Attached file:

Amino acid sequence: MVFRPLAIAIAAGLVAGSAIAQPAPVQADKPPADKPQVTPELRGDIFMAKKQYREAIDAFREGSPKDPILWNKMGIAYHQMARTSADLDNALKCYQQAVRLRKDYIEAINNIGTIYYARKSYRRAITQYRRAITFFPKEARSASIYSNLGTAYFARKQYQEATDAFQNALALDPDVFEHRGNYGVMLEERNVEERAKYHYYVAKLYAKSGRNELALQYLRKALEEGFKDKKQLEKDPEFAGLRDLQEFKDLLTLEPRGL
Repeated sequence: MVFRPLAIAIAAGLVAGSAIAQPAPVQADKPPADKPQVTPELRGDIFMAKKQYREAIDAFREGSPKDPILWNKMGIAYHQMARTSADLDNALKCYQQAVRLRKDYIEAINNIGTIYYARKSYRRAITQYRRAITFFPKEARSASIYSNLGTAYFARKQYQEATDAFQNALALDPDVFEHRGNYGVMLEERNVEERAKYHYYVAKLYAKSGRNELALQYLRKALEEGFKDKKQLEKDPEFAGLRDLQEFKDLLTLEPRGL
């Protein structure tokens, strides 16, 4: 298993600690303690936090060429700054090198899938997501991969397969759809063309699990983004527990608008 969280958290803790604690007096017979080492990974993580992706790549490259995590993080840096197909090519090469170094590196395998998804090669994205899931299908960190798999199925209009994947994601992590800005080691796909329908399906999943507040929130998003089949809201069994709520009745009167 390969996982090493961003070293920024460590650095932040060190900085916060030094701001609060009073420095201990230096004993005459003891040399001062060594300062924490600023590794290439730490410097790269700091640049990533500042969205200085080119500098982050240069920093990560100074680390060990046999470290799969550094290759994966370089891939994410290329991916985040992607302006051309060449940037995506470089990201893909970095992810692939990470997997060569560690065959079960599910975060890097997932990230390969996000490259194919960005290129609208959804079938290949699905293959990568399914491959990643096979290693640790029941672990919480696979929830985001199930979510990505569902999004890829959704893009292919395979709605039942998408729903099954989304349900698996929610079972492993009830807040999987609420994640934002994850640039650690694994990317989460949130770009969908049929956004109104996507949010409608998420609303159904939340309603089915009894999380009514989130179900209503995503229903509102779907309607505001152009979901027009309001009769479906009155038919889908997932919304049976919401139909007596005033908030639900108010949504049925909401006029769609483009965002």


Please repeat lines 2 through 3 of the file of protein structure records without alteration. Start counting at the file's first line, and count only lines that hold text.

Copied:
Repeated sequence: MVFRPLAIAIAAGLVAGSAIAQPAPVQADKPPADKPQVTPELRGDIFMAKKQYREAIDAFREGSPKDPILWNKMGIAYHQMARTSADLDNALKCYQQAVRLRKDYIEAINNIGTIYYARKSYRRAITQYRRAITFFPKEARSASIYSNLGTAYFARKQYQEATDAFQNALALDPDVFEHRGNYGVMLEERNVEERAKYHYYVAKLYAKSGRNELALQYLRKALEEGFKDKKQLEKDPEFAGLRDLQEFKDLLTLEPRGL
């Protein structure tokens, strides 16, 4: 298993600690303690936090060429700054090198899938997501991969397969759809063309699990983004527990608008 969280958290803790604690007096017979080492990974993580992706790549490259995590993080840096197909090519090469170094590196395998998804090669994205899931299908960190798999199925209009994947994601992590800005080691796909329908399906999943507040929130998003089949809201069994709520009745009167 390969996982090493961003070293920024460590650095932040060190900085916060030094701001609060009073420095201990230096004993005459003891040399001062060594300062924490600023590794290439730490410097790269700091640049990533500042969205200085080119500098982050240069920093990560100074680390060990046999470290799969550094290759994966370089891939994410290329991916985040992607302006051309060449940037995506470089990201893909970095992810692939990470997997060569560690065959079960599910975060890097997932990230390969996000490259194919960005290129609208959804079938290949699905293959990568399914491959990643096979290693640790029941672990919480696979929830985001199930979510990505569902999004890829959704893009292919395979709605039942998408729903099954989304349900698996929610079972492993009830807040999987609420994640934002994850640039650690694994990317989460949130770009969908049929956004109104996507949010409608998420609303159904939340309603089915009894999380009514989130179900209503995503229903509102779907309607505001152009979901027009309001009769479906009155038919889908997932919304049976919401139909007596005033908030639900108010949504049925909401006029769609483009965002």